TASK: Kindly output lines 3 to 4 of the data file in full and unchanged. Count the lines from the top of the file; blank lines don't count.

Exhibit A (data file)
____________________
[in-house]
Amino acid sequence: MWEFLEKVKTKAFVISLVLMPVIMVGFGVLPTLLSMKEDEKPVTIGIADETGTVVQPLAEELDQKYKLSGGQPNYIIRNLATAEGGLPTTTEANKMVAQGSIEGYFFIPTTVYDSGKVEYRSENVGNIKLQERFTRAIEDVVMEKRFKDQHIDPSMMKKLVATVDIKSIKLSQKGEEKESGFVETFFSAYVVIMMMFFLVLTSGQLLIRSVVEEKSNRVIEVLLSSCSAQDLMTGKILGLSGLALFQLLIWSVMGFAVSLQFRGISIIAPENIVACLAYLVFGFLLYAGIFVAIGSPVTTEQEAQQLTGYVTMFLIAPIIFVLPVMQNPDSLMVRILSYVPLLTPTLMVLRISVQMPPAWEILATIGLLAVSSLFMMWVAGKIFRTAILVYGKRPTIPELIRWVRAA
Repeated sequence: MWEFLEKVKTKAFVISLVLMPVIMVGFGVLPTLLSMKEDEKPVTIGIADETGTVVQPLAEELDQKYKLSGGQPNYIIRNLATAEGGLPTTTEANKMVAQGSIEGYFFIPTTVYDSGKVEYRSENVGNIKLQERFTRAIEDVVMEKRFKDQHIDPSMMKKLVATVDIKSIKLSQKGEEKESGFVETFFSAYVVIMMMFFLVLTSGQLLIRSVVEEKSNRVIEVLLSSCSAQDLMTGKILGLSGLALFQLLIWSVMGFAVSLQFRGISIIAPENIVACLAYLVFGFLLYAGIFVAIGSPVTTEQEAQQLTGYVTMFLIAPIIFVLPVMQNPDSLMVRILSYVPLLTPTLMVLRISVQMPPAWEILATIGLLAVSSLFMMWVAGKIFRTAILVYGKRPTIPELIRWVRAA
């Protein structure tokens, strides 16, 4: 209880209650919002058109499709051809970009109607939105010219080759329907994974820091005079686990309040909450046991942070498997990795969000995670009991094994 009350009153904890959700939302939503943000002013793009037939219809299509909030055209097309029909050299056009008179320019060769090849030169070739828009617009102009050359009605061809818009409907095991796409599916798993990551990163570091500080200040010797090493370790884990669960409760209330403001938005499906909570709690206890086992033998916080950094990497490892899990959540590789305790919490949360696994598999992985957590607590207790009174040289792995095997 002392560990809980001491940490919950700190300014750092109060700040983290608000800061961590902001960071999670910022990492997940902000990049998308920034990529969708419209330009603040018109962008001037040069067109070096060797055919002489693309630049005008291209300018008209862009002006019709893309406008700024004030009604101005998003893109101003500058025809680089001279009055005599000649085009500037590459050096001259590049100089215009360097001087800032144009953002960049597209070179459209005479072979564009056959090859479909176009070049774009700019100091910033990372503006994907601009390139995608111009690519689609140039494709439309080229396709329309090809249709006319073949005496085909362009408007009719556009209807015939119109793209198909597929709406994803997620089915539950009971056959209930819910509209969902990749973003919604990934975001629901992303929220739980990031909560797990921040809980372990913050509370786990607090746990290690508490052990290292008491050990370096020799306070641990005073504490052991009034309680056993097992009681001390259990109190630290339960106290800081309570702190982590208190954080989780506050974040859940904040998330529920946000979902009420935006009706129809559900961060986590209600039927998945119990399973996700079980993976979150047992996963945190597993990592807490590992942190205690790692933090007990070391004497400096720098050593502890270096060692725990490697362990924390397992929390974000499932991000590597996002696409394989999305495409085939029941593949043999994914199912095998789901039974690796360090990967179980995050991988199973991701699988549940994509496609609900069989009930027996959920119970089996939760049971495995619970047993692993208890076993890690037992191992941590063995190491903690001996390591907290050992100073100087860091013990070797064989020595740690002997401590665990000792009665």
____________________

Repeated sequence: MWEFLEKVKTKAFVISLVLMPVIMVGFGVLPTLLSMKEDEKPVTIGIADETGTVVQPLAEELDQKYKLSGGQPNYIIRNLATAEGGLPTTTEANKMVAQGSIEGYFFIPTTVYDSGKVEYRSENVGNIKLQERFTRAIEDVVMEKRFKDQHIDPSMMKKLVATVDIKSIKLSQKGEEKESGFVETFFSAYVVIMMMFFLVLTSGQLLIRSVVEEKSNRVIEVLLSSCSAQDLMTGKILGLSGLALFQLLIWSVMGFAVSLQFRGISIIAPENIVACLAYLVFGFLLYAGIFVAIGSPVTTEQEAQQLTGYVTMFLIAPIIFVLPVMQNPDSLMVRILSYVPLLTPTLMVLRISVQMPPAWEILATIGLLAVSSLFMMWVAGKIFRTAILVYGKRPTIPELIRWVRAA
């Protein structure tokens, strides 16, 4: 209880209650919002058109499709051809970009109607939105010219080759329907994974820091005079686990309040909450046991942070498997990795969000995670009991094994 009350009153904890959700939302939503943000002013793009037939219809299509909030055209097309029909050299056009008179320019060769090849030169070739828009617009102009050359009605061809818009409907095991796409599916798993990551990163570091500080200040010797090493370790884990669960409760209330403001938005499906909570709690206890086992033998916080950094990497490892899990959540590789305790919490949360696994598999992985957590607590207790009174040289792995095997 002392560990809980001491940490919950700190300014750092109060700040983290608000800061961590902001960071999670910022990492997940902000990049998308920034990529969708419209330009603040018109962008001037040069067109070096060797055919002489693309630049005008291209300018008209862009002006019709893309406008700024004030009604101005998003893109101003500058025809680089001279009055005599000649085009500037590459050096001259590049100089215009360097001087800032144009953002960049597209070179459209005479072979564009056959090859479909176009070049774009700019100091910033990372503006994907601009390139995608111009690519689609140039494709439309080229396709329309090809249709006319073949005496085909362009408007009719556009209807015939119109793209198909597929709406994803997620089915539950009971056959209930819910509209969902990749973003919604990934975001629901992303929220739980990031909560797990921040809980372990913050509370786990607090746990290690508490052990290292008491050990370096020799306070641990005073504490052991009034309680056993097992009681001390259990109190630290339960106290800081309570702190982590208190954080989780506050974040859940904040998330529920946000979902009420935006009706129809559900961060986590209600039927998945119990399973996700079980993976979150047992996963945190597993990592807490590992942190205690790692933090007990070391004497400096720098050593502890270096060692725990490697362990924390397992929390974000499932991000590597996002696409394989999305495409085939029941593949043999994914199912095998789901039974690796360090990967179980995050991988199973991701699988549940994509496609609900069989009930027996959920119970089996939760049971495995619970047993692993208890076993890690037992191992941590063995190491903690001996390591907290050992100073100087860091013990070797064989020595740690002997401590665990000792009665």